Snell, 29, has struggled at the major league level for the most part. He did post 14 wins in 2006 as a member of the Pittsburgh Pirates rotation. Snell went 0-5 with a 6.41 ERA in 8 starts and 4 relief appearances.

Both pitchers are reported to have clauses to get out of their contracts if they do not make the major league roster out of spring training.

Personally, I think Batista stands a better chance of making the team. He has experienced success both in the bullpen and as a starting pitcher. Plus he was successful just one year ago. I like that move. However, he is competing for a right handed spot in an already crowded field of talented right handed relievers. Batista’s advantage would be his starting ability.

I don’t quite understand the Snell signing, but my guess is that he would be more likely to decline a release and accept an assignment to Memphis if it came to that. There’s already talk that he’s the next Dave Duncan project.

However, both are minor league contracts so they are low risk and high reward if these guys pan out. The question would be, what do the Cardinals do if Snell does enough to earn a rotation spot and Kyle Lohse doesn’t? Do they sit Lohse’s nearly $12 million salary?

NL Central Preview: Third Base

Now on to the third baseman of the NL Central. There’s quite a variety of players at third base in the NL Central too. From the veterans Scott Rolen and Aramis Ramirez to the young guys in Casey McGehee, David Freese, Pedro Alvarez, and Chris Johnson there is talent both young and old.

The corner infield is usually a position that offense is relied upon and as long as you have a halfway decent glove, you’re considered capable. The top three were very easy to rank. The the rest, well that was a different story as the three of them only had partial seasons in order to judge their performance on.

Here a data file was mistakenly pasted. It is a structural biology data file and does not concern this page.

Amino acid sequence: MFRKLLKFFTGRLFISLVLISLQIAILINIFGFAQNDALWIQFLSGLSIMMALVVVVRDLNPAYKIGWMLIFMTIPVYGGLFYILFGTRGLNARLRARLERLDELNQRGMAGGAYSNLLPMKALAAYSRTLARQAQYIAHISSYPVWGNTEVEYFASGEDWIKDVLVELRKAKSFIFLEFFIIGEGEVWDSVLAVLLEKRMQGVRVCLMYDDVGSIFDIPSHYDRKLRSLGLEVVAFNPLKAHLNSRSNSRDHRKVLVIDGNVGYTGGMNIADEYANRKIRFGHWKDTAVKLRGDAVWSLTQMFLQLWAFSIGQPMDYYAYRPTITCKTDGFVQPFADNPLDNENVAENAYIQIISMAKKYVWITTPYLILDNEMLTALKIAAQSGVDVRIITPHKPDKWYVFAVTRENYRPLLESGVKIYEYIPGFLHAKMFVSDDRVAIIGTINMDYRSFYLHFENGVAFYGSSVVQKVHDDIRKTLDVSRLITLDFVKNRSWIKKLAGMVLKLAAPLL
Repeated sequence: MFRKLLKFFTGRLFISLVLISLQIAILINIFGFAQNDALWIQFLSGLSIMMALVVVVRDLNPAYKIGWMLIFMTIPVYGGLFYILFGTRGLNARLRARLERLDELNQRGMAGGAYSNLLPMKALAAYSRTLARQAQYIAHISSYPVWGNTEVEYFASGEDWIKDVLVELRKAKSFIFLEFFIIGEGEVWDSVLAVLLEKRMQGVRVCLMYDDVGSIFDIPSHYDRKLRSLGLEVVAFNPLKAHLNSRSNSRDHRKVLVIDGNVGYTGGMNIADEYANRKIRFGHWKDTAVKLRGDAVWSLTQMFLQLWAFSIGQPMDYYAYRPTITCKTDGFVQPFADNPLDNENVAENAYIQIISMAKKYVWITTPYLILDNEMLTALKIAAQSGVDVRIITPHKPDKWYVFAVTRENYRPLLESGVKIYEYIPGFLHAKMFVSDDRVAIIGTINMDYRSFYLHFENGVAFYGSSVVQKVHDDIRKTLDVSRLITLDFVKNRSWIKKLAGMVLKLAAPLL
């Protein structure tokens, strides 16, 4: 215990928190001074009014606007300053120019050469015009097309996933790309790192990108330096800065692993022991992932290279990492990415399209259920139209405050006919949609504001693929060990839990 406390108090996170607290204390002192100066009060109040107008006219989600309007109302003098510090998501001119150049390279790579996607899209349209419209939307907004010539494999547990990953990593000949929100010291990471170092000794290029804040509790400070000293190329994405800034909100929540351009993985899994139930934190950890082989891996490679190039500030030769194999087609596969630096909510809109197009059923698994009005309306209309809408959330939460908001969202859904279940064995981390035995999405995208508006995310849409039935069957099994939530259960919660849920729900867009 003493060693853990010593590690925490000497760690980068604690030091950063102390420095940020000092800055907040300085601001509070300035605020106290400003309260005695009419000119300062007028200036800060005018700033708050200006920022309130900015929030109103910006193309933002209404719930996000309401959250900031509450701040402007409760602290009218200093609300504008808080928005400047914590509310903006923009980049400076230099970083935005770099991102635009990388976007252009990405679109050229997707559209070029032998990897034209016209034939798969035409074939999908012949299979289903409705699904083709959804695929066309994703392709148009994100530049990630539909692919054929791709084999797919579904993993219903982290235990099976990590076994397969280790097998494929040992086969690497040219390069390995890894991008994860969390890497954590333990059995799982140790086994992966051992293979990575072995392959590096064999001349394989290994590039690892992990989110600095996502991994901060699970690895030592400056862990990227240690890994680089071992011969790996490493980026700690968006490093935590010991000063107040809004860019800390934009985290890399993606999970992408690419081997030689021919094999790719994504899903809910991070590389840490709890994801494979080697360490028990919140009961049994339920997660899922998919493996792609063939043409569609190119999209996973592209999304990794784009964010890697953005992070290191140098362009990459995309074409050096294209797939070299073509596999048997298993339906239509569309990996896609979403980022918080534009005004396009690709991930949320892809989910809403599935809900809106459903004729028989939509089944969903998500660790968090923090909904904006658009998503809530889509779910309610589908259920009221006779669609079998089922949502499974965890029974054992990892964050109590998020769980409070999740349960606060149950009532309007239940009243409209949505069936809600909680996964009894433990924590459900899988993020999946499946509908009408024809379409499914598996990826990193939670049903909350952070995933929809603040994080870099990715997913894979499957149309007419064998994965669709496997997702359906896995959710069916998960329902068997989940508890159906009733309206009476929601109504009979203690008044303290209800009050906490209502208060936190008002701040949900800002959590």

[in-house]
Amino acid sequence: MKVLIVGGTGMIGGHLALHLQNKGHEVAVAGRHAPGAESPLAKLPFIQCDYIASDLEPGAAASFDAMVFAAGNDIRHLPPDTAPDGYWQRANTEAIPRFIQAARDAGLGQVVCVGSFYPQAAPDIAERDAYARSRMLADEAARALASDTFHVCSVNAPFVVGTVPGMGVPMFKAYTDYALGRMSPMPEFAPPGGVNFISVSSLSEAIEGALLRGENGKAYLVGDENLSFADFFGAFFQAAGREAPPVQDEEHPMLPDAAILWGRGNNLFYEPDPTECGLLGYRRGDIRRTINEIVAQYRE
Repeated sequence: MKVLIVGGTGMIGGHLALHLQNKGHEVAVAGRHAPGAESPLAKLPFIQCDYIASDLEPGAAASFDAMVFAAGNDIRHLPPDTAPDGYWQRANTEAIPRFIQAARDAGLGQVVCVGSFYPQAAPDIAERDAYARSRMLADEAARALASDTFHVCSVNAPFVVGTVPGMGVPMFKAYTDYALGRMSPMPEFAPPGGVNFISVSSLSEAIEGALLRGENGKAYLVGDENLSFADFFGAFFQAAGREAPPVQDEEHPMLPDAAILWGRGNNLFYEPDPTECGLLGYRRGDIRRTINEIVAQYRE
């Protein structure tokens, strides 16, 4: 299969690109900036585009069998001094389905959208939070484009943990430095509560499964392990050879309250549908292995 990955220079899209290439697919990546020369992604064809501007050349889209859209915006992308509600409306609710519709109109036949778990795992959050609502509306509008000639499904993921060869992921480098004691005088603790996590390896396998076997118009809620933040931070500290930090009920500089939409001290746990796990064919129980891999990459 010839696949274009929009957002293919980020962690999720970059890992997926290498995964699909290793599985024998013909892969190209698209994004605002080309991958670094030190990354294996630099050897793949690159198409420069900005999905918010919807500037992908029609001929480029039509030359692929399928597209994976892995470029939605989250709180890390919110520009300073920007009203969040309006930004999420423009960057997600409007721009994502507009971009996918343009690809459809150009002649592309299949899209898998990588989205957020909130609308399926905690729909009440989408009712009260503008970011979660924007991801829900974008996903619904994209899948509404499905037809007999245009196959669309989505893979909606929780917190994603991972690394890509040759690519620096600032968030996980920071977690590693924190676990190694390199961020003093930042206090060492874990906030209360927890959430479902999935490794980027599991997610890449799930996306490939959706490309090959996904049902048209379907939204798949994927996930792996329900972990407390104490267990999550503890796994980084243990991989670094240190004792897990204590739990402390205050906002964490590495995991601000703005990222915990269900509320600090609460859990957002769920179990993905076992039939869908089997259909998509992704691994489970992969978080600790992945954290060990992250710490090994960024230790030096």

6. Chris Johnson, Houston (.308, 11 HR, 52 RBI in 94 games)
No, not the football Chris Johnson. The baseball Chris Johnson plays third base for the Astros. The 26 year old righty got a chance to play every day in Houston near the end of the season and Johnson made the most of his rookie season. In his 94 games he slugged 11 HR and posted a .308 batting average. Fairly impressive and you would expect due a higher rankings, right? Well, his .908 fielding percentage of 2.02 range factor (the lowest among NL Central third baseman) scared me off a bit from ranking him higher. I’m a fan of examining both sides of the ball and if you slack in one area, the other side of the ball better be spectacular to make up for it. While he has potential, he’s definitely not due much more than this when you rank among current NL Central third basemen.